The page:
Now that you have your geometry set up, with loads, constraints and optimisation parameters in place, the final step is to compute the study. It’s here you start to use your cloud credits, either supplied with your subscription to Fusion 360, or drawn from a company pool. At present, there is a fixed-rate cost of conducting a generative solve of 25 cloud credits, which at current pricing is $25.
At this point, it’s worth considering what the generative design technology in Fusion 360 is actually doing. It is taking your load case and geometry and creating a matrix of studies that sees every material option run through with every manufacturing option you’ve selected. If you max the system out by selecting the maximum allowable materials and clicking on every production option, you’re likely looking at a 10×10 matrix; in other words, 100 optimisation runs at $0.25 each.
You also need to consider how quickly you need your answers back. Each computation is iterative in nature (typically resolving in around 25 iterations). If you add in more materials than are needed or more manufacturing variations, you increase the amount of computation required. Conversely, you’re paying for it, so if you have time, max out your options and see what comes back.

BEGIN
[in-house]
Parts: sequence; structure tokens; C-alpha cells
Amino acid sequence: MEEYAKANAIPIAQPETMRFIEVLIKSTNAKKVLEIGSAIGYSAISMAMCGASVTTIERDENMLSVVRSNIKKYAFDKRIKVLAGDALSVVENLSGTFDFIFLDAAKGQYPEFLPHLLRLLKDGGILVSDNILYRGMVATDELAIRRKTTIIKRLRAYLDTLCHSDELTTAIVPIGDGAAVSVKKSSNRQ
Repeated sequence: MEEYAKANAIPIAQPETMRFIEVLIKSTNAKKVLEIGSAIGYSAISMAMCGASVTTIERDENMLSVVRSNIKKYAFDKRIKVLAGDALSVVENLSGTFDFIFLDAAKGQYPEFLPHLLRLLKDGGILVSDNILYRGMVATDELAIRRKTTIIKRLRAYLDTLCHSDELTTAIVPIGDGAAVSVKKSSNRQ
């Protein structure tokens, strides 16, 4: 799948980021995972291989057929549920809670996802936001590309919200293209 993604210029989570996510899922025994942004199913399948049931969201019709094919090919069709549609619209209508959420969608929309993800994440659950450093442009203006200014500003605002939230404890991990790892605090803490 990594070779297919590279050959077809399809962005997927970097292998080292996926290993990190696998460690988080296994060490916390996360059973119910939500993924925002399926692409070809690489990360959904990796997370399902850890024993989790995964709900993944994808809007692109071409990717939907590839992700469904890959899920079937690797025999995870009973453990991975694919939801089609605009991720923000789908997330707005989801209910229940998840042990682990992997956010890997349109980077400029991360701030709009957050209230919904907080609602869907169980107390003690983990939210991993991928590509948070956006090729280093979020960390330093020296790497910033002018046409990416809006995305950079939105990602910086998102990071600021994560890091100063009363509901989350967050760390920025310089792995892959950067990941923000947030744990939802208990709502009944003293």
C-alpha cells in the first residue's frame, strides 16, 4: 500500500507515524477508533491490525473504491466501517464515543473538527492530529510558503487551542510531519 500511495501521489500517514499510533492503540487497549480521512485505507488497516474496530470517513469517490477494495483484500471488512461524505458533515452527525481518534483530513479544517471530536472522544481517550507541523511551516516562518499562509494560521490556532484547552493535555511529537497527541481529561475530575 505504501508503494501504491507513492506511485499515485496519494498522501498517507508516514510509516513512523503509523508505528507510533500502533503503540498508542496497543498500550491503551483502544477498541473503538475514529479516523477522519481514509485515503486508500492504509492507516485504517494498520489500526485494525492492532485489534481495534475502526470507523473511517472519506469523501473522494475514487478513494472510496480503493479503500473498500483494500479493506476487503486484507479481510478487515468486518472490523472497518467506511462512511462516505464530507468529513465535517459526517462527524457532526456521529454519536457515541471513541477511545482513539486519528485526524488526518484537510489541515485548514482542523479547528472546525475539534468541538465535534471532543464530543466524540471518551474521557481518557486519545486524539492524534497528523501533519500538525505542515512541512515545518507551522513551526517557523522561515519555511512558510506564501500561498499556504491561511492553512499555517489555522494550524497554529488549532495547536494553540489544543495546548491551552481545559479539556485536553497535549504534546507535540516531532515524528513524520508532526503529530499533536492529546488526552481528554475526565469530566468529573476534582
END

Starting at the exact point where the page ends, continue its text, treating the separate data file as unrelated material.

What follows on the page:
Either way, at some point, you need to make the call and hit that ‘Generate’ button. The system packages the work up and sends it for computation – and this is where things get really interesting.
Simulation is often a non-interactive process: define your results, send to compute, and come back to your results (if you’re lucky).